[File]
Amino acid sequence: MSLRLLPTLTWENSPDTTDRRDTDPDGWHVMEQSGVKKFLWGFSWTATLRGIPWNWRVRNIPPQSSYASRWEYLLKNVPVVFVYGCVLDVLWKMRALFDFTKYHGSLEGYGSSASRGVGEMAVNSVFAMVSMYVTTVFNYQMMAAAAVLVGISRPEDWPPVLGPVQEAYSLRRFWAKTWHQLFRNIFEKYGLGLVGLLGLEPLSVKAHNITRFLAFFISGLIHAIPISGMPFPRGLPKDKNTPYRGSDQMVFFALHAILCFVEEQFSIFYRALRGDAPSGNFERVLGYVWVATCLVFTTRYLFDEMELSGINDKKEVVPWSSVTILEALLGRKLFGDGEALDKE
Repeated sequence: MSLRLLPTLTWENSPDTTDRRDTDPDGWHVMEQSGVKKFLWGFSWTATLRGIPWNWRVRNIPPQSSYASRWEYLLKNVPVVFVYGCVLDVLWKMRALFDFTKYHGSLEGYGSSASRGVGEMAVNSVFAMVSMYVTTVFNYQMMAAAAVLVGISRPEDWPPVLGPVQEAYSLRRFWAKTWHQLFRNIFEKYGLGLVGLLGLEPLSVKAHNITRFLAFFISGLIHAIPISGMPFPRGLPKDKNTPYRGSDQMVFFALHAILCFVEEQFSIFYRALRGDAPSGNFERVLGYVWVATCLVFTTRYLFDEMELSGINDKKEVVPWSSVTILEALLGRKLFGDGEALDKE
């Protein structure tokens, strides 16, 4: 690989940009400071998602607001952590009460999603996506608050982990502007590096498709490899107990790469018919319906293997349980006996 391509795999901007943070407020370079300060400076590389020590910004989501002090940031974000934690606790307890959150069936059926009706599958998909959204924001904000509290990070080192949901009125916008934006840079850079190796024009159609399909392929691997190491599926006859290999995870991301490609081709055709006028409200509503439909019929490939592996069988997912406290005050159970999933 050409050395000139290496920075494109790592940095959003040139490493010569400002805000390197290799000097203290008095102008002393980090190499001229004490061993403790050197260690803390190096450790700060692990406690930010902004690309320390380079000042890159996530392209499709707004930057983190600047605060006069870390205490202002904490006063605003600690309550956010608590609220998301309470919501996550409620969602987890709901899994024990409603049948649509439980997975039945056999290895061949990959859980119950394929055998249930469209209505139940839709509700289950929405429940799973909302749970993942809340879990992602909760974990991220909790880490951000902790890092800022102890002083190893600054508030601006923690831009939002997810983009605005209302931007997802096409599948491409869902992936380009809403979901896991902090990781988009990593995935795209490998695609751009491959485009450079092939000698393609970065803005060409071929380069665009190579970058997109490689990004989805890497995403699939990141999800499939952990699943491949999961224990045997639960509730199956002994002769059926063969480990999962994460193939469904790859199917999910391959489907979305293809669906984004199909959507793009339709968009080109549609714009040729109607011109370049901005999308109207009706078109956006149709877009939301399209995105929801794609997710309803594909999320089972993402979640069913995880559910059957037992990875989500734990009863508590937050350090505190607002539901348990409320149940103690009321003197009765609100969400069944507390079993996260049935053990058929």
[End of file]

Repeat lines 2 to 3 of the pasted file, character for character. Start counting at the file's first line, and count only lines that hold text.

Repeated sequence: MSLRLLPTLTWENSPDTTDRRDTDPDGWHVMEQSGVKKFLWGFSWTATLRGIPWNWRVRNIPPQSSYASRWEYLLKNVPVVFVYGCVLDVLWKMRALFDFTKYHGSLEGYGSSASRGVGEMAVNSVFAMVSMYVTTVFNYQMMAAAAVLVGISRPEDWPPVLGPVQEAYSLRRFWAKTWHQLFRNIFEKYGLGLVGLLGLEPLSVKAHNITRFLAFFISGLIHAIPISGMPFPRGLPKDKNTPYRGSDQMVFFALHAILCFVEEQFSIFYRALRGDAPSGNFERVLGYVWVATCLVFTTRYLFDEMELSGINDKKEVVPWSSVTILEALLGRKLFGDGEALDKE
């Protein structure tokens, strides 16, 4: 690989940009400071998602607001952590009460999603996506608050982990502007590096498709490899107990790469018919319906293997349980006996 391509795999901007943070407020370079300060400076590389020590910004989501002090940031974000934690606790307890959150069936059926009706599958998909959204924001904000509290990070080192949901009125916008934006840079850079190796024009159609399909392929691997190491599926006859290999995870991301490609081709055709006028409200509503439909019929490939592996069988997912406290005050159970999933 050409050395000139290496920075494109790592940095959003040139490493010569400002805000390197290799000097203290008095102008002393980090190499001229004490061993403790050197260690803390190096450790700060692990406690930010902004690309320390380079000042890159996530392209499709707004930057983190600047605060006069870390205490202002904490006063605003600690309550956010608590609220998301309470919501996550409620969602987890709901899994024990409603049948649509439980997975039945056999290895061949990959859980119950394929055998249930469209209505139940839709509700289950929405429940799973909302749970993942809340879990992602909760974990991220909790880490951000902790890092800022102890002083190893600054508030601006923690831009939002997810983009605005209302931007997802096409599948491409869902992936380009809403979901896991902090990781988009990593995935795209490998695609751009491959485009450079092939000698393609970065803005060409071929380069665009190579970058997109490689990004989805890497995403699939990141999800499939952990699943491949999961224990045997639960509730199956002994002769059926063969480990999962994460193939469904790859199917999910391959489907979305293809669906984004199909959507793009339709968009080109549609714009040729109607011109370049901005999308109207009706078109956006149709877009939301399209995105929801794609997710309803594909999320089972993402979640069913995880559910059957037992990875989500734990009863508590937050350090505190607002539901348990409320149940103690009321003197009765609100969400069944507390079993996260049935053990058929």